The pros and cons of paying off debt

Paying off your debt can mean a life lived with less stress, lower financial risks and a greater ability to deal with personal emergencies and unexpected financial hurdles. Depending on the type of industry that you work in, making an effort to remain as debt-free as possible could also make it easier for you to endure a financial recession or depression if one were to occur. Not being weighed down by outstanding debt also provides a sense of personal freedom, in that you’d be able to travel or make big purchases if you so wished.

Whether or not you should focus on paying off your debts basically depends on what KINDS of debt you have. For example, if you have debts that are really high-interest (such as credit card debts, personal loans, or cap repayments), paying these off should take precedence over investing. If your credit card company is charging you 20% in interest rates on your spending, then this is basically the same as if you were receiving a 20% return on your saving (which would be essentially unheard of, even by investing in stocks or property).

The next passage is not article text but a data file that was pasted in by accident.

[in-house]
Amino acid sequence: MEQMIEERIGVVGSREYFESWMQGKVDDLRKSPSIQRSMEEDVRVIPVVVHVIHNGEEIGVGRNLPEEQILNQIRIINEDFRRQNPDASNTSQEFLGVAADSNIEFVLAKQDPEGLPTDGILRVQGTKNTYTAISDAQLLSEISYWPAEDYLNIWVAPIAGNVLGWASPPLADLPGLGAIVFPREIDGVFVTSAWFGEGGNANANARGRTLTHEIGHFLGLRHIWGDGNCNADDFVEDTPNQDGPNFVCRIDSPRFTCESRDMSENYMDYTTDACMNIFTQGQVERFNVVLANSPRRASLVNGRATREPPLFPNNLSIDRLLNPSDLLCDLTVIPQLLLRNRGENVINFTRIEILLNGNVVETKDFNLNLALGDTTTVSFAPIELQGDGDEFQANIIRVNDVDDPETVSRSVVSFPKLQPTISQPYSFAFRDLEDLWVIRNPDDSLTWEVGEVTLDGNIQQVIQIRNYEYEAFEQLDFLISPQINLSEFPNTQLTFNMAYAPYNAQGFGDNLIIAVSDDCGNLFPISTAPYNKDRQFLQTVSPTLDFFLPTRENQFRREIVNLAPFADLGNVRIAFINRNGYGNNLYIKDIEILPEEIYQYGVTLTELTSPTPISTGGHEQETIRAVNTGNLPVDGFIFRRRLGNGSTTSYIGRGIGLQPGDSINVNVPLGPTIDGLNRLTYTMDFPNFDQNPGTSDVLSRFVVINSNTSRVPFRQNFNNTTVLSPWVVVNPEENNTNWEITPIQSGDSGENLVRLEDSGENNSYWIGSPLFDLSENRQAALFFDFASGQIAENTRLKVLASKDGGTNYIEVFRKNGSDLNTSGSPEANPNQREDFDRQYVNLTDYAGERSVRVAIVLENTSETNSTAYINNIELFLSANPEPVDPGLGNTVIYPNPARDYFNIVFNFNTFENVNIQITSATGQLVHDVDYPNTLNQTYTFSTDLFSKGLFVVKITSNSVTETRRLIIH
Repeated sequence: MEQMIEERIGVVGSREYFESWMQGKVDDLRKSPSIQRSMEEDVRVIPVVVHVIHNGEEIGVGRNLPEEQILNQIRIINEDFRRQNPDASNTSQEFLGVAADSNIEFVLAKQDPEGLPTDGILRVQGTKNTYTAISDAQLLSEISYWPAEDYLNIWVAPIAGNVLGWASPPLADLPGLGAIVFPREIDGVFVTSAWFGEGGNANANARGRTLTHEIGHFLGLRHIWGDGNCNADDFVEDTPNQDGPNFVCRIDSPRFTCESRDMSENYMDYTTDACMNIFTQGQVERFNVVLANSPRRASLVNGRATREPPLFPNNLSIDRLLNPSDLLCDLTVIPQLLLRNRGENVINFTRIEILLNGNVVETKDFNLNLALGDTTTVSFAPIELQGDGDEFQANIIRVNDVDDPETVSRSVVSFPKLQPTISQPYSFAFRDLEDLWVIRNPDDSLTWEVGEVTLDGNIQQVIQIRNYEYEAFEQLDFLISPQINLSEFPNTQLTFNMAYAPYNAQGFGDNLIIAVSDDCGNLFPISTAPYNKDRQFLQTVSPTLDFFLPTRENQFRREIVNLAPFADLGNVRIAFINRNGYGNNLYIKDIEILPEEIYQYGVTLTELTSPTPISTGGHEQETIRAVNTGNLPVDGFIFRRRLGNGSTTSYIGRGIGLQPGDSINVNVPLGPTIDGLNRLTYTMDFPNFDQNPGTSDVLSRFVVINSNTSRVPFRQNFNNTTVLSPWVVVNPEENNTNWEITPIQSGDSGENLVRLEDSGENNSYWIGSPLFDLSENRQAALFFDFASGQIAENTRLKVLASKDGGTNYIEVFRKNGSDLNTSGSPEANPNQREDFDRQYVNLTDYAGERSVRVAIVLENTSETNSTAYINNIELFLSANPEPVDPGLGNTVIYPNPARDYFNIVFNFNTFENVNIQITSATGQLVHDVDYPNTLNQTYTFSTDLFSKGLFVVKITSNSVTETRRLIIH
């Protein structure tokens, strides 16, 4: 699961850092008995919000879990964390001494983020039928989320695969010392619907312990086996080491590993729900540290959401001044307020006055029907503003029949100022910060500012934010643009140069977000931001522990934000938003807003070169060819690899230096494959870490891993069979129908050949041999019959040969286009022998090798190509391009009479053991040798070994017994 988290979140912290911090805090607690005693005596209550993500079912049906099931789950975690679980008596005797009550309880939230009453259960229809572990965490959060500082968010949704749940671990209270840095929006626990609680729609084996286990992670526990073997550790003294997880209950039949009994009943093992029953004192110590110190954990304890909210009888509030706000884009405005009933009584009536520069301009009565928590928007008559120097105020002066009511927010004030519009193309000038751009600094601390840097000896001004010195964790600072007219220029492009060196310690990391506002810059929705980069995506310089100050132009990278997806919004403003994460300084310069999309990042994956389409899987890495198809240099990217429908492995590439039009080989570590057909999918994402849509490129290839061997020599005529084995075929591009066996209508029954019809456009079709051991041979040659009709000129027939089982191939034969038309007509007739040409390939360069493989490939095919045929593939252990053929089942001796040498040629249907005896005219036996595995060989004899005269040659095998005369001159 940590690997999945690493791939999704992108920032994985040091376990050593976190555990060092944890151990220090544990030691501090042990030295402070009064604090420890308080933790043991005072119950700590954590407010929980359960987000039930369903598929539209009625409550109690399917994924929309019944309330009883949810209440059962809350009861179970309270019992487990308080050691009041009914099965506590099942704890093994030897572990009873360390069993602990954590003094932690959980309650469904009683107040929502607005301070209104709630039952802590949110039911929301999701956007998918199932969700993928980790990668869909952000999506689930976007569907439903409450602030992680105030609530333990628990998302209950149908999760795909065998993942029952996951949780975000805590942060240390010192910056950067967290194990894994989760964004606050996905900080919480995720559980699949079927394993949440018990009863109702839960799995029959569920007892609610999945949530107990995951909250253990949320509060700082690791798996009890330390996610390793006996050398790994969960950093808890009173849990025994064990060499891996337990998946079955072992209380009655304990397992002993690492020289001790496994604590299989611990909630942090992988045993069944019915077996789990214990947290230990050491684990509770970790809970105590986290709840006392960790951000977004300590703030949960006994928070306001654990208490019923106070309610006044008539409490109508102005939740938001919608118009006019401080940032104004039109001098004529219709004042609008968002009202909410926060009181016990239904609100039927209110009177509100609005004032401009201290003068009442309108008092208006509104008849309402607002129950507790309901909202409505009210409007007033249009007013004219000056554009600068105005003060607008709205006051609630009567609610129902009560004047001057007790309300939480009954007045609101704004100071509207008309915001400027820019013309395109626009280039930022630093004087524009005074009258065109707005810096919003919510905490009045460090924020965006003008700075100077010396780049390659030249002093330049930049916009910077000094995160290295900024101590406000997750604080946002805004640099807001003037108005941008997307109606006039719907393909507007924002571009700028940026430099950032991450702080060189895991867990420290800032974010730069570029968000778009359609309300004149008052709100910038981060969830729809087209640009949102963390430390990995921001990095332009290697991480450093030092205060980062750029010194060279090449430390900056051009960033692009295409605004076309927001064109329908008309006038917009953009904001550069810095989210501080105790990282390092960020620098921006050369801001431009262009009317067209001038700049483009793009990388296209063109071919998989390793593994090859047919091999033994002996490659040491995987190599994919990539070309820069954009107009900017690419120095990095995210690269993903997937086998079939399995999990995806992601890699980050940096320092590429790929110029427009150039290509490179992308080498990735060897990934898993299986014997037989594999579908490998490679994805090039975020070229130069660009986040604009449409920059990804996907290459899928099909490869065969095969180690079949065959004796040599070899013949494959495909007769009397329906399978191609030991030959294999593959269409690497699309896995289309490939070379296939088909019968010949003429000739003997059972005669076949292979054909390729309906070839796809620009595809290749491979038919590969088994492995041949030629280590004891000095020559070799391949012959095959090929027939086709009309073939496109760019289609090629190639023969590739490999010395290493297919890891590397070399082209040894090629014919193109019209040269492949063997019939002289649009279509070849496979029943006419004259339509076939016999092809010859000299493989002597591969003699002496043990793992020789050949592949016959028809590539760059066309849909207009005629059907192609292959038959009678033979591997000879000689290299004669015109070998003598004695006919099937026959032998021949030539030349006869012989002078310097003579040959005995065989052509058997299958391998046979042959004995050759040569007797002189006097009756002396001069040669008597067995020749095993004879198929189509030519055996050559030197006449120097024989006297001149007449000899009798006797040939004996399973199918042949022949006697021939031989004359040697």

However, there are some debts that we can consider to be ‘healthy debts’. These include debts that have contributed to your personal or professional development and wellbeing, such as your HECS-HELP loan. If you went to university then it’s highly likely you’ll be paying off your student fees using one of these loans, and they’re essentially the best kind of loan available. They have no interest and no fixed-term, and you only have to start paying them off after you reach a certain income threshold.

After doing your research in regards to your personal financial situation, it could be worthwhile keeping this kind of debt around for as long as possible and making only the repayments that are 100% necessary. This way, you’re able to explore investment opportunities and potentially invest your capital into some high-yielding assets.